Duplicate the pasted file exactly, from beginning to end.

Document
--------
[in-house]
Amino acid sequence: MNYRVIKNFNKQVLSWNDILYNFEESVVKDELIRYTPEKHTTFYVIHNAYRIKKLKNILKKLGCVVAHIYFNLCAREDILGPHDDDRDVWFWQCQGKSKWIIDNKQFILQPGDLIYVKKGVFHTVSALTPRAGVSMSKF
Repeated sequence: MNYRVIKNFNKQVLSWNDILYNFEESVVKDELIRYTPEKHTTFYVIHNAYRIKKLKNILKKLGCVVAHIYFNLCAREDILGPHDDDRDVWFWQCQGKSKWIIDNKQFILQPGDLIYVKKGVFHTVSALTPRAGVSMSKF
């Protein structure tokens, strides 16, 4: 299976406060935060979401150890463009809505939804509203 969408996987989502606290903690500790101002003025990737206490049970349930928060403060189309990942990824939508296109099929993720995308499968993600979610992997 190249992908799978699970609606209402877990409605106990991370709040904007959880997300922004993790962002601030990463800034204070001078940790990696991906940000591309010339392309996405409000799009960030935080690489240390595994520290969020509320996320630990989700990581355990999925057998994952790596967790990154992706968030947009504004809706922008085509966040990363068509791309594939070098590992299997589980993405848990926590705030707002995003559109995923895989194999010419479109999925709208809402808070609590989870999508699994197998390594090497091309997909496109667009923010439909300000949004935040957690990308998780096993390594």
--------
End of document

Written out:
[in-house]
Amino acid sequence: MNYRVIKNFNKQVLSWNDILYNFEESVVKDELIRYTPEKHTTFYVIHNAYRIKKLKNILKKLGCVVAHIYFNLCAREDILGPHDDDRDVWFWQCQGKSKWIIDNKQFILQPGDLIYVKKGVFHTVSALTPRAGVSMSKF
Repeated sequence: MNYRVIKNFNKQVLSWNDILYNFEESVVKDELIRYTPEKHTTFYVIHNAYRIKKLKNILKKLGCVVAHIYFNLCAREDILGPHDDDRDVWFWQCQGKSKWIIDNKQFILQPGDLIYVKKGVFHTVSALTPRAGVSMSKF
């Protein structure tokens, strides 16, 4: 299976406060935060979401150890463009809505939804509203 969408996987989502606290903690500790101002003025990737206490049970349930928060403060189309990942990824939508296109099929993720995308499968993600979610992997 190249992908799978699970609606209402877990409605106990991370709040904007959880997300922004993790962002601030990463800034204070001078940790990696991906940000591309010339392309996405409000799009960030935080690489240390595994520290969020509320996320630990989700990581355990999925057998994952790596967790990154992706968030947009504004809706922008085509966040990363068509791309594939070098590992299997589980993405848990926590705030707002995003559109995923895989194999010419479109999925709208809402808070609590989870999508699994197998390594090497091309997909496109667009923010439909300000949004935040957690990308998780096993390594």